They’re Not in Your Head: Physical Symptoms of Anxiety and How to Manage Them

Medically reviewed by: Shane Trujillo, EdM
Tuesday, June 6 2023

Having anxiety from time to time is usual. You might be giving an important presentation at work so you can’t sleep well the night before. Or you’re attending a social event where you’ll meet new people and you start to sweat. But for the 40 million adults in the U.S. who have an anxiety disorder, anxiety symptoms like these can interfere with their daily lives. These physical symptoms are real and not just “in their head.”

Read on to understand what anxiety feels like physically and what you can do if you’re experiencing symptoms.

What are the physical symptoms of anxiety?

The effects of anxiety on your body include physical and mental symptoms. These are some of the physical symptoms you might experience:

  • Feeling nervous, restless, or tense
  • Having an increased heart rate
  • Breathing rapidly (hyperventilate)
  • Sweating
  • Trembling
  • Feeling weak or tired
  • Having sleep problems, such as falling asleep or staying asleep
  • Having gastrointestinal (GI) problems

You might also feel these mental symptoms:

  • Impending danger, panic, or doom
  • Having a hard time concentrating or focusing
  • Difficulty controlling your worry
  • The urge to avoid things that trigger anxiety

People with generalized anxiety disorder (GAD)panic disordersocial anxiety disorder, and phobia-related disorders can experience varying degrees of these symptoms. A licensed health professional can evaluate these symptoms and make a proper diagnosis. Learn more about the different types of mental health professionals.

What is anxiety fatigue?

It’s no surprise then that anxiety and fatigue are connected. A 2018 study in the British Journal of Psychiatry reports that three-quarters of patients with chronic fatigue syndrome have mood or anxiety disorders. And because anxiety can lead to problems with sleep, lack of sleep can make a person tired and affect daily functioning. A lack of energy can also affect cognitive functioning, making things like decision making more difficult. 

How can you cope with physical symptoms of anxiety?

There are things you can do to break the physical effects of anxiety on your body.

  1. Stop and observe. When you feel symptoms, pause and pay attention to what’s going on with your body. Did you recently have a stressful event? Was there a conversation that made you uncomfortable? Are you tensing your muscles? Think about what you’re feeling and are you feeling physical symptoms because of the stressful event? 
  1. Distract. Focusing on something else can help. Watch your favorite movie. Wash the dishes. Go for a walk. Focusing on something else can help you break the cycle of symptoms. Try what works for you. 
  1. Write it down. If your worries are keeping you awake, write them down. Journaling can help you practice self reflection and organize your thoughts and feelings. 
  1. Reassure yourself. Know that what you’re experiencing is not harmful. The symptoms will pass when the anxiety eases.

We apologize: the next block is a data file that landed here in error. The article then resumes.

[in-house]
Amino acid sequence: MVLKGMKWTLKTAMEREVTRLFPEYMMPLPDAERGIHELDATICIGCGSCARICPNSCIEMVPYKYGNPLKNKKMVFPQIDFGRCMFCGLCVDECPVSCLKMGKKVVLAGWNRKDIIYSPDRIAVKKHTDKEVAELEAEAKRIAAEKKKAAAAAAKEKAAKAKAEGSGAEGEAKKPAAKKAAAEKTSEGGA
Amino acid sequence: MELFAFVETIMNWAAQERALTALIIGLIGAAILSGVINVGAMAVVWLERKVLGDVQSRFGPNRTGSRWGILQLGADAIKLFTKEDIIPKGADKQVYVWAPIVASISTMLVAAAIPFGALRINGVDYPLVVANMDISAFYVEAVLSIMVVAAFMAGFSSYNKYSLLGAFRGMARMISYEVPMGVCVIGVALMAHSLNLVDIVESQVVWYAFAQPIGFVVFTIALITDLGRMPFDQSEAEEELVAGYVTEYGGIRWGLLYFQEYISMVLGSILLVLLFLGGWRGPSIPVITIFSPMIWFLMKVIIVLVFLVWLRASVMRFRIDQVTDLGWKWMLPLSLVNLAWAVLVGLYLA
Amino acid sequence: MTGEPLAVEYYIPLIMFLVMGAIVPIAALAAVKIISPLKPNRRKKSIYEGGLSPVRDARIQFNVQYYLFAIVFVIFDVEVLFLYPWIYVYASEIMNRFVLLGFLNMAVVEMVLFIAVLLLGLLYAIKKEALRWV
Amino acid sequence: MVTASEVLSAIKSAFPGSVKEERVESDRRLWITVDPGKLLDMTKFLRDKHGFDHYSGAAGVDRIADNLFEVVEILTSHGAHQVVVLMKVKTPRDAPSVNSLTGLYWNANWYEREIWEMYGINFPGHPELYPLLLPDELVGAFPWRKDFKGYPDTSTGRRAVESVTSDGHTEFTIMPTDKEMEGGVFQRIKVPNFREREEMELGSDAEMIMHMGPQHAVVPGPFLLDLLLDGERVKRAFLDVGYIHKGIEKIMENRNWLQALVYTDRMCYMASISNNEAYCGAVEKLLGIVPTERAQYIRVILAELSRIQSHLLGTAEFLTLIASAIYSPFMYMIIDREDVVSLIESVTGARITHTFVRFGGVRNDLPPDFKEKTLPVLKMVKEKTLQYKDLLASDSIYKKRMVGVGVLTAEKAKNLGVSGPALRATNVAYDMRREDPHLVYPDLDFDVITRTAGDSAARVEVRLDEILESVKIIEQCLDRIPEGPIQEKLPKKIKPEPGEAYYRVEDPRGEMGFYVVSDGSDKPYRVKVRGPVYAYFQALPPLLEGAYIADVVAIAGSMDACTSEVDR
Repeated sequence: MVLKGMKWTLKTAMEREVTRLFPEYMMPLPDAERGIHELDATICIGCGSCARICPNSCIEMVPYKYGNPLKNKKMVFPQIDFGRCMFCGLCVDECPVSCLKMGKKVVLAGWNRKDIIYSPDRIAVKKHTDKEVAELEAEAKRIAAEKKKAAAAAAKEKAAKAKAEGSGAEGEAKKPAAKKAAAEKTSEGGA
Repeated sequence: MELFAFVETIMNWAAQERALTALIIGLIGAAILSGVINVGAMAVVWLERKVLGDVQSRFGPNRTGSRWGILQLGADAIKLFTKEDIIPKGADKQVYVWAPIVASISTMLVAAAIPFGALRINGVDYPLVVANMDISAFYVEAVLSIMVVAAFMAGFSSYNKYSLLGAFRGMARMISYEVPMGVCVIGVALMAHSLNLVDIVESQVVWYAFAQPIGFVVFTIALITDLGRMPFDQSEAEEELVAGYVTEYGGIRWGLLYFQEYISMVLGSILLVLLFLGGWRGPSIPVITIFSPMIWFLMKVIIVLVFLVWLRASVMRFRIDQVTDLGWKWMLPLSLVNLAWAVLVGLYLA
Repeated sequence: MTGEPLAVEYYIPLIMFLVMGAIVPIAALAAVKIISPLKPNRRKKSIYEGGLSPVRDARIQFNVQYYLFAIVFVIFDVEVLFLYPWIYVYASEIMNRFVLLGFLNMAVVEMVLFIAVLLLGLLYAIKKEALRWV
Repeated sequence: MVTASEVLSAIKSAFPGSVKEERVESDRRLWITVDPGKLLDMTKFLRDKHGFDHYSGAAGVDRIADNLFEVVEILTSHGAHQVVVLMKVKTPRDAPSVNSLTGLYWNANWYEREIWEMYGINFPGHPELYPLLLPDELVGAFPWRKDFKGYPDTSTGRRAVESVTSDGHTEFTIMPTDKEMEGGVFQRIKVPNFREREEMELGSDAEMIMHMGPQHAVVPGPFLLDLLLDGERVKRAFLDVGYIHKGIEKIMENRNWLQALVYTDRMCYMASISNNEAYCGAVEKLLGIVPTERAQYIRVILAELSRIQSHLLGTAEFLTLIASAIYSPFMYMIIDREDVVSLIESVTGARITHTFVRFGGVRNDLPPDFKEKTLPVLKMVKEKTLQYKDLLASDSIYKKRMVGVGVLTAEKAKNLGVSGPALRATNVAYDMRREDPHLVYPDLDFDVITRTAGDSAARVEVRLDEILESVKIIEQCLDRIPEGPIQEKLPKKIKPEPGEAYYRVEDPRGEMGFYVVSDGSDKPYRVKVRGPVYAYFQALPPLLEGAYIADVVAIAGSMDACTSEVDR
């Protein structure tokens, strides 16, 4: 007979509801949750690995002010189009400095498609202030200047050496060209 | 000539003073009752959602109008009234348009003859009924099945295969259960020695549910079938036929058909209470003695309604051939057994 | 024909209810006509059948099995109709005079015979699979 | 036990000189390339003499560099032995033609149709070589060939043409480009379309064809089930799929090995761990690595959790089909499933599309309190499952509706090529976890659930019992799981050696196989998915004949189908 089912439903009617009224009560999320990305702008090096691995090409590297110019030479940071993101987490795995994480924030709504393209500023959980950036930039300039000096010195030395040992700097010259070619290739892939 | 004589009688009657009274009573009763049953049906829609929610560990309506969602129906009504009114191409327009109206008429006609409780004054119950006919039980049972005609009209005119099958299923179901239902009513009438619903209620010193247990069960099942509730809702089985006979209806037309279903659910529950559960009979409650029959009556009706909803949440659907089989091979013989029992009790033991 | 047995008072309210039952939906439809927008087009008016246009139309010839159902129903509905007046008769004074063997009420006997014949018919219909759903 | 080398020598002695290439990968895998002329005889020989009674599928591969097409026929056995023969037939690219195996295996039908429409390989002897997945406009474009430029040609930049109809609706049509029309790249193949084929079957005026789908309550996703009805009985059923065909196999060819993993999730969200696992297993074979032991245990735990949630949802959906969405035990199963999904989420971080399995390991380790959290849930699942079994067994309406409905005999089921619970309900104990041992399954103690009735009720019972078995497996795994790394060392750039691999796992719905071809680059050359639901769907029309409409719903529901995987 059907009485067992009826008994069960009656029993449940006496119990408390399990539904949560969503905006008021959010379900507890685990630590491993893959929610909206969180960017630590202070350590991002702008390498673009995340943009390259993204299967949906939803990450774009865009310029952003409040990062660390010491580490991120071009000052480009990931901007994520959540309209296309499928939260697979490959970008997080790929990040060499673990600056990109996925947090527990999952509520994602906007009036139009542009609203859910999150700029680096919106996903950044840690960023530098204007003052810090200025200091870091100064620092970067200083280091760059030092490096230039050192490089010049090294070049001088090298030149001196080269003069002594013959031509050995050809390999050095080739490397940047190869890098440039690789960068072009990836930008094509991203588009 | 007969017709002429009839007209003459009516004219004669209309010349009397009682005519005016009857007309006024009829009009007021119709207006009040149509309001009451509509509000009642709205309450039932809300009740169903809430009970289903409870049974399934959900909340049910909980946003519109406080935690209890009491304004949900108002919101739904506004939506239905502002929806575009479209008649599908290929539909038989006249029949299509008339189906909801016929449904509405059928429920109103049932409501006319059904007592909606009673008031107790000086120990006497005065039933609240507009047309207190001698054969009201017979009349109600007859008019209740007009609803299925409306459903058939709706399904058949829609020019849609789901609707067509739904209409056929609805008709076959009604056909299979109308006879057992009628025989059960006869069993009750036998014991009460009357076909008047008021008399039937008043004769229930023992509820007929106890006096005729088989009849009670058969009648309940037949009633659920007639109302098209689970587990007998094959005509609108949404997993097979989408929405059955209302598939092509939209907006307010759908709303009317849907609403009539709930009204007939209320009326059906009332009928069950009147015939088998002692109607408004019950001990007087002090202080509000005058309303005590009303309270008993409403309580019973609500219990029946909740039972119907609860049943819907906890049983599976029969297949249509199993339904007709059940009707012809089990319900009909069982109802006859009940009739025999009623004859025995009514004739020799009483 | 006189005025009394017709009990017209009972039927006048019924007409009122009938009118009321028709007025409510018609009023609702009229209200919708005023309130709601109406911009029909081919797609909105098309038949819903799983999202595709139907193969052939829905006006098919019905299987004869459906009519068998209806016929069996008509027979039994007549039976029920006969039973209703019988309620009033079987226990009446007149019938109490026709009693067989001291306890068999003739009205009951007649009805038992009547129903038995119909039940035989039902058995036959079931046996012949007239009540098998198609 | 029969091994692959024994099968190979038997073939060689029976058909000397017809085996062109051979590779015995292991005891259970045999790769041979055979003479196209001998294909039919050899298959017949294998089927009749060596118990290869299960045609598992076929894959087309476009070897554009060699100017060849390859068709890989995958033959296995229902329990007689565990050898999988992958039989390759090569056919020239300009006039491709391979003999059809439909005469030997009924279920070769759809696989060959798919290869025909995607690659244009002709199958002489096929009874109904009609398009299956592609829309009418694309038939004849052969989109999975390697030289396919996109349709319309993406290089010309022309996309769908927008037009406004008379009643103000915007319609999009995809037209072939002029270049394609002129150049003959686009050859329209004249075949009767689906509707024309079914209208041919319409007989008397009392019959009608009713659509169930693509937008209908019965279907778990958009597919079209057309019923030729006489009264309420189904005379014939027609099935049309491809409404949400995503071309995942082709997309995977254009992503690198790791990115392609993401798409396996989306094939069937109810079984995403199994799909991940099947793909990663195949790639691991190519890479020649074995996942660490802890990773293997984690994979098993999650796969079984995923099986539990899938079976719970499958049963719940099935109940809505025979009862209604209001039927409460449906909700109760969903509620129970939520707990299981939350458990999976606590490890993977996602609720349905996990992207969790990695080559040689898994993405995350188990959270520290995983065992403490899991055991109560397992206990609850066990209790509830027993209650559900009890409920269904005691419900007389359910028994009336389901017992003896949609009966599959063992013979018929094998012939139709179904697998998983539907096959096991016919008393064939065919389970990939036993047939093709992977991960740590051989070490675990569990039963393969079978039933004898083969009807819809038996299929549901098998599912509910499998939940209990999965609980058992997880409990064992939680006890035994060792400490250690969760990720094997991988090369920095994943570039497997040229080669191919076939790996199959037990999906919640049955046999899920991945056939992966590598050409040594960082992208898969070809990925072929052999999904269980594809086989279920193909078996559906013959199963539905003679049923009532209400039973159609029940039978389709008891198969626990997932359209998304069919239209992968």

1. Move or relax your body. Try deep breathing, meditation, or relaxation techniques. Music can also help relax your body. Or do the opposite. Move your body. Try a walk or a jog. Or even dancing to your favorite music. But remember that when anxiety impacts your ability to function in everyday life, it’s no longer a matter of learning to relax. Most people living with an anxiety disorder will require some type of dedicated help to learn  proper coping mechanisms. Cognitive behavioral therapy (CBT) and dialectical behavior therapy (DBT) are types of talk therapy that can be effective in managing symptoms of anxiety. 

It’s important to remember that everyone deals with anxiety differently and there is no one-size-fits-all approach when it comes to managing its physical symptoms. Taking steps toward understanding your individual needs and developing coping mechanisms that work best for you is key to living a life free from the physical symptoms of anxiety. 

Get help for physical symptoms of anxiety

The most important thing you can do is to see a licensed professional who can evaluate your symptoms. Talk to your doctor or a mental health professional. Anxiety can trigger physical symptoms. Vice versa, there could be physical symptoms that trigger anxiety. For example, if you are having an asthma attack and have a hard time breathing, that could trigger anxiety symptoms. That’s why it’s important for a licensed professional to assess your symptoms and if needed, work with you on a treatment plan that’s unique to you. 

SonderMind can connect you to a licensed mental health professional who can evaluate your symptoms and work with you on an individualized treatment plan. Just answer a few questions so we get to know you, and see a mental health professional in your area either online or in person — whichever is most convenient for you. 

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